Kobe Bryant went through the Lakers shootaround Tuesday morning in advance of the Lakers season opener against the Dallas Mavericks and came out of it saying he was able to do everything and expects to play.
My man Beto Duran of ESPN Radio in LA summed it up best in this tweet:
Kobe saya 85% sure he plays. Has to see how foot reacts after shootaround “did lot of running this morning”
Again, what did you expect? This is Kobe Bryant. He plays through broken fingers, bad knees and pretty much the tribulations thrown at Job.
Kobe injured his foot more than a week ago during an exhibition with the Kings and was shut down from practice and games for the rest of the preseason. He said on Facebook Monday that while it hurt the only concern was to make sure it was healing despite the pounding of running around and playing.
Apparently he got through shootaround okay and is ready to go.
The Lakers open the season with a back-to-back so it’s worth watching to see if he is good to go Wednesday night in Portland after a full game. Also watch to see if Mike Brown keeps his minutes in check.
Top-10 college recruit Anfernee Simmons may go straight to NBA
A couple of years back, Thon Maker decided to play a post-graduate fifth year of prep school ball, not go to a major college, then jump to the NBA. He could because he had graduated a year before and was 19, the Bucks took him in the lottery, and so far it has worked out for everyone.
Now another recruit, Anfernee Simmons, may follow that path. Simmons is spending this year at the IMG Academy, and the combo guard is considered a top-10 recruit in this class.
“Some people have brought it to my attention,” Simons told ESPN during an interview in Connecticut, where his team was participating in the National Prep Showcase. “As long as the opportunity is there, I will do it.
“I can see myself going to the NBA combine, if I have enough teams to actually invite me or recommend me for the combine and enough teams want to bring me for workouts. I really need to hit the weight room hard and get a little stronger.”
This is a sensible approach — find out where you roughly fall in the draft, then make a decision. Listen to the teams, not friends/family/agents. If you have a first-round guarantee, then go pro.
Givony and others describe the 6’3″ Simmons as talented but still a project for the NBA level, starting with the fact he needs to get stronger (something true of most rookies). Not that it really scares off teams any longer, many are willing to develop and wait on a player with potential (he could spend a chunk of his first season in the G-League). Simmons is fast when he drives, and has a smooth release on his jumper. If he gets stronger and his game matures, a team may take a risk on him.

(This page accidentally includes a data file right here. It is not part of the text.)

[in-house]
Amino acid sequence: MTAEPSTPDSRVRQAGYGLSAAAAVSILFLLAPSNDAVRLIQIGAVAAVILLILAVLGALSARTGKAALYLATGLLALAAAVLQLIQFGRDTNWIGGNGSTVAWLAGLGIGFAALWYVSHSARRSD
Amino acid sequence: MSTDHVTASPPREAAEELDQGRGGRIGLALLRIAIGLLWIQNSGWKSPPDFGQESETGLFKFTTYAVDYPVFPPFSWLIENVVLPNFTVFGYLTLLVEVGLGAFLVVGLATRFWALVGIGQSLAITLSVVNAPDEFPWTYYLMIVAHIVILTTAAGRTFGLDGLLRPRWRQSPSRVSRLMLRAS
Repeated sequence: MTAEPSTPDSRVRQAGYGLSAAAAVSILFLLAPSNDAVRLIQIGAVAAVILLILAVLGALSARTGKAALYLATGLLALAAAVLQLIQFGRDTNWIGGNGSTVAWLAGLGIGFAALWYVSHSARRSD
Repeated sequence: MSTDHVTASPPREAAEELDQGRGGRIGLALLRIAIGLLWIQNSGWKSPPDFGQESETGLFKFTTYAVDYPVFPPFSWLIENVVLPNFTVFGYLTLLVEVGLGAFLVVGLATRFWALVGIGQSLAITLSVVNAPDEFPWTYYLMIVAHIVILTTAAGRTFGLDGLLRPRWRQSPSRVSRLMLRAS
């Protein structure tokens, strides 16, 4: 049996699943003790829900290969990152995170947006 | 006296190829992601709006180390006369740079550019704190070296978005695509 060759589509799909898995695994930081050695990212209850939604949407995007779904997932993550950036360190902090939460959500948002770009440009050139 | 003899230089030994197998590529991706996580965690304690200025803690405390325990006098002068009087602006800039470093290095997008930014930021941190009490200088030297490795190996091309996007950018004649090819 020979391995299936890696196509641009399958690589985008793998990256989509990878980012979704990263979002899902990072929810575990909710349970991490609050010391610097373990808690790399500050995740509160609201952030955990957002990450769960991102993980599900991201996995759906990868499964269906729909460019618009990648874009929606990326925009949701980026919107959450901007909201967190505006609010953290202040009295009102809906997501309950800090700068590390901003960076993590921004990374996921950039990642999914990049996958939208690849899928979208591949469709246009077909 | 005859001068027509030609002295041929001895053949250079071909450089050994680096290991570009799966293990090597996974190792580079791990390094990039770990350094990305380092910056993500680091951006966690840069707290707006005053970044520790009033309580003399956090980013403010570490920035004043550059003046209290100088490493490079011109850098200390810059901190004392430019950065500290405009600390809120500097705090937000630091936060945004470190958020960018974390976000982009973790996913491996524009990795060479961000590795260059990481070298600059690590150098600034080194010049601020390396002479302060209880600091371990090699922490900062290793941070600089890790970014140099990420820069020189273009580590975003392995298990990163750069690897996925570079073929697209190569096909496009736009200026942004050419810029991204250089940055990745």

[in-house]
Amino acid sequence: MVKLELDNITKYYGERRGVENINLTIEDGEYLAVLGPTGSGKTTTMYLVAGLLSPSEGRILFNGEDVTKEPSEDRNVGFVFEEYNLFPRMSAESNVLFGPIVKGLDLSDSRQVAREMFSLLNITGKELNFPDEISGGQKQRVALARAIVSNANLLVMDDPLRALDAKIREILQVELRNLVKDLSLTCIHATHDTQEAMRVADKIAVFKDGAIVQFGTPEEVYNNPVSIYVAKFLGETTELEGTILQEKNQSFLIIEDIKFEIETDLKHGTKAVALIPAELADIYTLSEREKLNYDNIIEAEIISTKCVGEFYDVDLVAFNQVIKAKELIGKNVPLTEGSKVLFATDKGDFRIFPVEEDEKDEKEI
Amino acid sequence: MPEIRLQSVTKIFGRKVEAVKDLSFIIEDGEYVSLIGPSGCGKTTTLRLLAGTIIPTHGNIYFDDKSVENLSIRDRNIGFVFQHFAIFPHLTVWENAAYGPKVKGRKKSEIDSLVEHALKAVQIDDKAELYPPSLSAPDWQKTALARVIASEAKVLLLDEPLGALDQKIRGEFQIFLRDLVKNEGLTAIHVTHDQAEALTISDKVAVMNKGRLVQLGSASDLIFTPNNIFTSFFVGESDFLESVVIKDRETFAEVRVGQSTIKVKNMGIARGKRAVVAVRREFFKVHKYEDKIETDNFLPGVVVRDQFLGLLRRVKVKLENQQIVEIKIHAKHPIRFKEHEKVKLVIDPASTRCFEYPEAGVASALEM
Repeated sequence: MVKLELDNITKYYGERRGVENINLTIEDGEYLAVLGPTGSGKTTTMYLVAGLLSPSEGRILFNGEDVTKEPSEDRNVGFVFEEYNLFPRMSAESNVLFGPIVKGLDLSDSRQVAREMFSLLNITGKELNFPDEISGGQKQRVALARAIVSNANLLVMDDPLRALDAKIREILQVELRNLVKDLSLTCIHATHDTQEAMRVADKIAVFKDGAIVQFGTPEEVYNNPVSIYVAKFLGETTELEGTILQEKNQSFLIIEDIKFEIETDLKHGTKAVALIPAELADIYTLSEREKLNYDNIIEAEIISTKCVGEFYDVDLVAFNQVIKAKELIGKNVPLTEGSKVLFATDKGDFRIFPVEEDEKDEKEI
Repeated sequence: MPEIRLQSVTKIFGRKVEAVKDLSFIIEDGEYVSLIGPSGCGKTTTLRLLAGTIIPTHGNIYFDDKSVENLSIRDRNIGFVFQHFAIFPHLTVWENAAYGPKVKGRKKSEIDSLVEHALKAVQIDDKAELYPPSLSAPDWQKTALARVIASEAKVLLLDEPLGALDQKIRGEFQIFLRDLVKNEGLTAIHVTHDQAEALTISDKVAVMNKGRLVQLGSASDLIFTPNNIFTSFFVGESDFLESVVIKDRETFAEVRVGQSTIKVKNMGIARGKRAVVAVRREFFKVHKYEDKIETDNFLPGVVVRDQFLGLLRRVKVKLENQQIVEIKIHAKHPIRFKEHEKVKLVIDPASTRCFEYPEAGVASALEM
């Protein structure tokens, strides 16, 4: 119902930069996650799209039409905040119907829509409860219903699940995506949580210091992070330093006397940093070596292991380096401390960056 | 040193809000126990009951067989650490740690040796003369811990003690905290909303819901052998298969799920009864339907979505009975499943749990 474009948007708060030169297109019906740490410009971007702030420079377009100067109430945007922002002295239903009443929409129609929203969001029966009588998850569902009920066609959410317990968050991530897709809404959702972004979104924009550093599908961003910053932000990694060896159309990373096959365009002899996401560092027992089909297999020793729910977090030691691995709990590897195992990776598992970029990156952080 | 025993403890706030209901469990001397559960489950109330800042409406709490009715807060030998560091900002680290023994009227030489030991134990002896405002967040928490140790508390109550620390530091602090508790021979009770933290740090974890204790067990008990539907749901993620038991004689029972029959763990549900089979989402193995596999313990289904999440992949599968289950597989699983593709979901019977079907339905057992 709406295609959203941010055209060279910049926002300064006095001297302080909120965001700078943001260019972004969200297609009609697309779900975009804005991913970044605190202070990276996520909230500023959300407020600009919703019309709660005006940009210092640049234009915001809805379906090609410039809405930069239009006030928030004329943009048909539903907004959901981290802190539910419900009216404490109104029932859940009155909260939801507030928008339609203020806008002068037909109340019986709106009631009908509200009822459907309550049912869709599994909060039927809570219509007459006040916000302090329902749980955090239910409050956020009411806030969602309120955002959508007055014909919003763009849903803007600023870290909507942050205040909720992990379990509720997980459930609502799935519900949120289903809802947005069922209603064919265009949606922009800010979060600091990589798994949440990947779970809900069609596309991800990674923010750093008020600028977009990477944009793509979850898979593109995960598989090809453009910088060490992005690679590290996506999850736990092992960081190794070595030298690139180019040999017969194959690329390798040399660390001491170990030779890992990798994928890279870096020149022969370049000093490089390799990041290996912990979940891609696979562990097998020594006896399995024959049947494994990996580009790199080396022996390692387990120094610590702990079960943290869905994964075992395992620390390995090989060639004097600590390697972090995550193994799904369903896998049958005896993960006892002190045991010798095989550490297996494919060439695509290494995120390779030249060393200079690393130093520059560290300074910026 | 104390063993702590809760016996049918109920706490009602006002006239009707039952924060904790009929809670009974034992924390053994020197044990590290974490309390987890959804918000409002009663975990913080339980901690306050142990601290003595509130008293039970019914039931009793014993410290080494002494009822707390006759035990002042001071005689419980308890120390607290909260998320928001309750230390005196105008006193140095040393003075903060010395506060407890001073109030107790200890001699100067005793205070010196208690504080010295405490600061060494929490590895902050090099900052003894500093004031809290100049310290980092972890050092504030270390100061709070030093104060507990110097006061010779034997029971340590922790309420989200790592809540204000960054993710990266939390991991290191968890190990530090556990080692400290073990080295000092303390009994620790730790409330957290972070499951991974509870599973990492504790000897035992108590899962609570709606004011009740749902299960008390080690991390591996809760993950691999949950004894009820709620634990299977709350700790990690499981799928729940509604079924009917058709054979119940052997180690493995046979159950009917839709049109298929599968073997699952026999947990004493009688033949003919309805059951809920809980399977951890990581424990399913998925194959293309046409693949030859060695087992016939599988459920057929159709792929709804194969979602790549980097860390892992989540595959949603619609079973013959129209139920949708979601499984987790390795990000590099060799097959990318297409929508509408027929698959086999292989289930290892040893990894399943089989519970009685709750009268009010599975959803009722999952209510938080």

Shorthanded Cavaliers now without Iman Shumpert for 5-7 days
That has forced Iman Shumpert into the starting point guard role in Cleveland, although he mostly is there for defense/shooting as the playmaking duties fall to LeBron James.
Now the Cavaliers will have to get by without Shumpert for a while with water on the knee, Cleveland announced on Saturday. He left Friday night’s Cavs win against the Clippers with a sore knee and did not return
“Additional examination and imaging today at Cleveland Clinic Sports Health confirmed left knee effusion. He will be out 5-7 days while he undergoes treatment and rehabilitation,” the Cavaliers said in a statement.
This is going to force Lue to play Jose Calderon, who he has kept glued to the bench this season despite the injuries. J.R. Smith and Dwyane Wade will need to take on more run as well.
The Celtics have won four in a row — thanks to a more focused offense — and face the Pistons, Nets, and Hornets this week.
Joakim Noah on if he can play at former level: “Probably not. Probably not.”
For three games, Joakim Noah has been clear of the 20-game PED suspension he started at the end of last season.
For three games, he has not even dressed for the Knicks.
This is the former Defensive Player of the Year who was already on the decline when Phil Jackson gave him a $72 million contract that is now the worst in the NBA. Noah is out of the rotation, where Enes Kanter starts at center (with Kristaps Porzingis at the four) and Kyle O’Quinn coming off the bench.
“I’ll be all right. I’ll be all right,’’ Noah said in his first comments since being reinstated. “I understand the situation. I’m going to make the best of it.”
When asked if he still feels he can be close to the player he was in his 2013-14 campaign, Noah said: “Probably not. Probably not. You know. I can help. I feel like I could help this team and that’s just my reality. But I just want to just be the best that I can be.
“It’s not about trying to be what I was three, four years ago, because it’s not the reality.”
Noah is a smart and mature player, he understands his reality, and he has the exact attitude you want a veteran off the bench. He can help in practices, he can help because he understands how to play defense and can teach it, and eventually, he will get a chance on the court. He is not part of the future of the Knicks, but he can guide these young players.
The Knicks new management will look for a way to unload Noah’s contract, but considering the sweeteners the Knicks would need to throw in to get a team to deal for Noah, it’s unlikely we see any action on that front for a long time.
Frustrated Gregg Popovich calls all three referees “f****** blind”